Keeping track of how well work is progressing so you can make changes or improvements.

  8. Coordination with others

    52% Skill level

    Being adaptable and coordinating work with other people.

  9. Serving others

    48% Skill level

    Looking for ways to help people.

  10. Judgment and decision making

    46% Skill level

    Figuring out the pros and cons of different options and choosing the best one.

  11. Active learning

    46% Skill level

    Being able to use what you have learnt to solve problems now and again in the future.

  12. Complex problem solving

    45% Skill level

    Noticing a problem and figuring out the best way to solve it.

  13. Instructing

    45% Skill level

    Teaching people how to do something.

  14. Learning strategies

    45% Skill level

    Figuring out the best way to teach or learn something new.

  15. Negotiation

    45% Skill level

    Bringing people together and trying to sort out their differences.

  16. Persuasion

    45% Skill level

    Talking people into changing their minds or their behaviour.

  17. Management of personnel resources

    43% Skill level

    Motivating, developing, and directing people as they work, and choosing the best people for the job.

  18. Time management

    43% Skill level

    Managing your own and other peoples' time to get work done.

  19. Systems evaluation

    41% Skill level

    Measuring how well a system is working and how to improve it.

  20. Systems analysis

    39% Skill level

    Figuring out how a system should work and how changes in conditions, operations, and the environment will affect it.

Abilities

Workers use these physical and mental abilities.

  1. Deductive reasoning

    57% Skill level

    Use general rules to find answers or solve problems logically.

  2. Oral comprehension

    57% Skill level

    Listen to and understand what people say.

  3. Written comprehension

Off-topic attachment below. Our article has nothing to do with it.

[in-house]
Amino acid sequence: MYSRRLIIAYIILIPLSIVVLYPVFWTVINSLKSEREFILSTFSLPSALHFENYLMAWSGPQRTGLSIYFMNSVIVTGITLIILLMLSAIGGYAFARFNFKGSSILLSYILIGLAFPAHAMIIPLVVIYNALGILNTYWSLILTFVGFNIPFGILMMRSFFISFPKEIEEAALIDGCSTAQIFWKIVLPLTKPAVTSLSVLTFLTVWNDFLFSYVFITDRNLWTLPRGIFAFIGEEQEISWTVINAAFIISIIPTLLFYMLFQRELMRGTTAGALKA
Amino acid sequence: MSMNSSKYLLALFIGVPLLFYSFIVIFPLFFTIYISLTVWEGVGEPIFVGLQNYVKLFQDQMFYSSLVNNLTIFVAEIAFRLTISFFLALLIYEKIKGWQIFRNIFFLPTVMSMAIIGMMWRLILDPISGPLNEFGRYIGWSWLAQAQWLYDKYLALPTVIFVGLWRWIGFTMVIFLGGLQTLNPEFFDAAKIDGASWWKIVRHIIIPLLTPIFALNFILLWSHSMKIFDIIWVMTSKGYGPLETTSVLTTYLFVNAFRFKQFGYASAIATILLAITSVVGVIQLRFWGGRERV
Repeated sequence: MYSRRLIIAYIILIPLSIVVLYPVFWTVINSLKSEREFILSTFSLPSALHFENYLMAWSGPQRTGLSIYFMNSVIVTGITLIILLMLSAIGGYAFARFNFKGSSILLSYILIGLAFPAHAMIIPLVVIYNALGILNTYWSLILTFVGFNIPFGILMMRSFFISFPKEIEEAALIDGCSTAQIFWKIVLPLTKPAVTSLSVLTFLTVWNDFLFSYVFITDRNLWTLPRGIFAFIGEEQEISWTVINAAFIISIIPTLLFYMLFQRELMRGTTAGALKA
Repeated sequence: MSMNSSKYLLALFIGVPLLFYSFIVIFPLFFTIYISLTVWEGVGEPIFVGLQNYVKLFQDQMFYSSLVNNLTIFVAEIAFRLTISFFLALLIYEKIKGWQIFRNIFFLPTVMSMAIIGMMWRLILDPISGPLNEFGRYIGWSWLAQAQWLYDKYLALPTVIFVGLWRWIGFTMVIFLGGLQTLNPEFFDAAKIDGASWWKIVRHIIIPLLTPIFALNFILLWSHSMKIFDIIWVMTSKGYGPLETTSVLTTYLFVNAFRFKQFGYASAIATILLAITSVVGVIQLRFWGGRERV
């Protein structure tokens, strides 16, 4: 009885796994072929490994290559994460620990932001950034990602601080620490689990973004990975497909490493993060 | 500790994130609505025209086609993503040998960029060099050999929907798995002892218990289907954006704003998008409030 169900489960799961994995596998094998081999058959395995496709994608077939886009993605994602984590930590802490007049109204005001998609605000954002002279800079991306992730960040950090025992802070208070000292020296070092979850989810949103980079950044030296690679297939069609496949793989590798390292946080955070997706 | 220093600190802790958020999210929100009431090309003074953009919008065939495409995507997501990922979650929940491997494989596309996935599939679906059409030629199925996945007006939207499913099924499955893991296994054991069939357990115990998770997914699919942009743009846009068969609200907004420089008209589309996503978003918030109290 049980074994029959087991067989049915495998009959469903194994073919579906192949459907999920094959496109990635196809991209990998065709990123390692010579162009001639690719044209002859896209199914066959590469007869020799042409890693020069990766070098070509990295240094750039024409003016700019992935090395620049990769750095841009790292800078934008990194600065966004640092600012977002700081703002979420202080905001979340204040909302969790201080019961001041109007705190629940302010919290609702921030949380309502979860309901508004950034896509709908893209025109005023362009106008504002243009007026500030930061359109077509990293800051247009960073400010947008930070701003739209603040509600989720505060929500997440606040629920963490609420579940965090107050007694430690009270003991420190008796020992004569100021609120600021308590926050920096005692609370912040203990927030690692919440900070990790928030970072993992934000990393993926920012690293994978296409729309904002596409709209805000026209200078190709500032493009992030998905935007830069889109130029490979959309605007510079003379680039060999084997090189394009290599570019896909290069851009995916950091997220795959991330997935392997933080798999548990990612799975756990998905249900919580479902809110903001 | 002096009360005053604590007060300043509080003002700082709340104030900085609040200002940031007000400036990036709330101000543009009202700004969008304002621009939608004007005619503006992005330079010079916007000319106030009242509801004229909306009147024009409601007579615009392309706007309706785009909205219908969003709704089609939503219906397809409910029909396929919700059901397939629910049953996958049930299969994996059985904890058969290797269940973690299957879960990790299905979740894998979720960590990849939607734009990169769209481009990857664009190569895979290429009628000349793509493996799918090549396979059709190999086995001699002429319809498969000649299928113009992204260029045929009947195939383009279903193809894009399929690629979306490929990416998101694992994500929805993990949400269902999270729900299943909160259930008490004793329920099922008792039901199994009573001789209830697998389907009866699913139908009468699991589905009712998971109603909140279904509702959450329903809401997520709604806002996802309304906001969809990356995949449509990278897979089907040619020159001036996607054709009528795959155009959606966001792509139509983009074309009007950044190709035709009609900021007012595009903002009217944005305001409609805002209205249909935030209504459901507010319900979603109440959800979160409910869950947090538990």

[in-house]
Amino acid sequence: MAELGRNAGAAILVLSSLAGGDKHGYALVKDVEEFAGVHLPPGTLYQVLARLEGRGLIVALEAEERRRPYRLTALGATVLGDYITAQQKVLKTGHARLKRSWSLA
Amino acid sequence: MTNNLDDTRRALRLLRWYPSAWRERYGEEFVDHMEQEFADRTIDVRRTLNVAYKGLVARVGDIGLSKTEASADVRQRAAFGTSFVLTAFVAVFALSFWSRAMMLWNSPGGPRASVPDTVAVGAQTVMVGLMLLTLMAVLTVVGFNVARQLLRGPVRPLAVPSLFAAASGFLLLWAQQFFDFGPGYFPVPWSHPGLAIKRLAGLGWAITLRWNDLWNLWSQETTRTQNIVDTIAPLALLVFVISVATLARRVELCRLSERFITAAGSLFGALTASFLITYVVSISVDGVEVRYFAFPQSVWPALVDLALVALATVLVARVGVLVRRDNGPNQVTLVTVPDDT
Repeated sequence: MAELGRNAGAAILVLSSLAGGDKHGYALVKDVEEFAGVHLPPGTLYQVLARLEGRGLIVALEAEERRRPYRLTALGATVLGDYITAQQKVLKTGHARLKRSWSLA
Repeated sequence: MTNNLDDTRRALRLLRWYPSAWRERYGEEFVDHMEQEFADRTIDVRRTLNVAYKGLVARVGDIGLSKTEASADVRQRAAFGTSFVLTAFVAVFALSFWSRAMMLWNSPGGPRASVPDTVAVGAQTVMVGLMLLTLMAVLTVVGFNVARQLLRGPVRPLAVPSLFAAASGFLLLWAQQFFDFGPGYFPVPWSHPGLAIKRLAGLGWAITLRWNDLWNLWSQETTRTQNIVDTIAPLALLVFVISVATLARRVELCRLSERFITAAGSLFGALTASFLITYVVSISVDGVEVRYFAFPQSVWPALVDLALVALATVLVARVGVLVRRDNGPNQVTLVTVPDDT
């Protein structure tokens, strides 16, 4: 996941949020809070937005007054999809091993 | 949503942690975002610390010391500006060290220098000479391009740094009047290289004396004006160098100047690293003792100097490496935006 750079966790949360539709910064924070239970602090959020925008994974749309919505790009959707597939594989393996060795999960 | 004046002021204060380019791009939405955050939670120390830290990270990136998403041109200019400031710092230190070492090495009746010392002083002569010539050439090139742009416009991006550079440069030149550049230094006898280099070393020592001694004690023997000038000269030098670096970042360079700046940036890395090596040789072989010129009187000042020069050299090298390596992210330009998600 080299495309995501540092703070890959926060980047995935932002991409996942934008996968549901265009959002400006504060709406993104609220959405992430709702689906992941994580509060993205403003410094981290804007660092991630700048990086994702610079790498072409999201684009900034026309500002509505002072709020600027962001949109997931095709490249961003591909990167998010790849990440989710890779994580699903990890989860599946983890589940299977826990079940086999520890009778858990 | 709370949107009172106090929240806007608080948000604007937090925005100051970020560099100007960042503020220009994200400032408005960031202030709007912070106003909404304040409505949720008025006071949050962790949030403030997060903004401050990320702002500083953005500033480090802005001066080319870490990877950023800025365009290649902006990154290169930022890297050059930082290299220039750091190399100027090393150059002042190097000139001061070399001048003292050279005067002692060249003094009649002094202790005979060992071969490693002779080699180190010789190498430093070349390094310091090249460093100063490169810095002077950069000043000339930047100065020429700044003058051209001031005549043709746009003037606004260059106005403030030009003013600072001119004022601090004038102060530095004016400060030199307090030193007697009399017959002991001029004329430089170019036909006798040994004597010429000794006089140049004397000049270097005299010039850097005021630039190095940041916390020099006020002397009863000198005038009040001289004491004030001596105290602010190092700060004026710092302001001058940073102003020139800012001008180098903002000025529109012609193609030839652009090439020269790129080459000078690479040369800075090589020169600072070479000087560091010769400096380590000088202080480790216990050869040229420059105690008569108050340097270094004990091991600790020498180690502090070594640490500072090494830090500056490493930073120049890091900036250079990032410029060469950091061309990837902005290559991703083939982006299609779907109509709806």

57% Skill level

    Read and understand written information.

  4. Oral expression

    55% Skill level

    Communicate by speaking.

  5. Written expression

    55% Skill level

    Write in a way that people can understand.

  6. Near vision

    54% Skill level

    See details that are up-close (within a few feet).

  7. Speech recognition

    52% Skill level

    Identify and understand the speech of another person.

  8. Problem spotting

    52% Skill level

    Notice when something is wrong or is likely to go wrong, even if you can't solve the problem.

  9. Speech clarity

    52% Skill level

    Speak clearly so others can understand you.

  10. Inductive reasoning

    52% Skill level

    Use lots of detailed information to come up with answers or make general rules.

  11. Sorting or ordering

    50% Skill level

    Order or arrange things in a pattern or sequence (e.g., numbers, letters, words, pictures, mathematical operations).

  12. Categorising

    50% Skill level

    Come up with different ways of grouping things.

  13. Brainstorming

    45% Skill level

    Come up with a number of ideas about a topic, even if the ideas aren't very good.

  14. Originality

    45% Skill level

    Come up with unusual or clever ideas, or creative ways to solve a problem.

  15. Flexibility of closure

    43% Skill level

    See a pattern (a figure, object, word, or sound) hidden in other distracting material.

  16. Memorization

    36% Skill level

    Remember things like words, numbers, pictures, and procedures.

  17. Perceptual speed

    36% Skill level

    Use your eyes to quickly compare groups of letters, numbers, pictures, or other things.

  18. Speed of recognition

    36% Skill level

    Quickly make sense of and organize things you can see like letters, numbers, pictures, or other things.

  19. Selective attention

    34% Skill level

    Pay attention to something without being distracted.

  20. Mathematics

    32% Skill level

    Choose the right maths method or formula to solve a problem.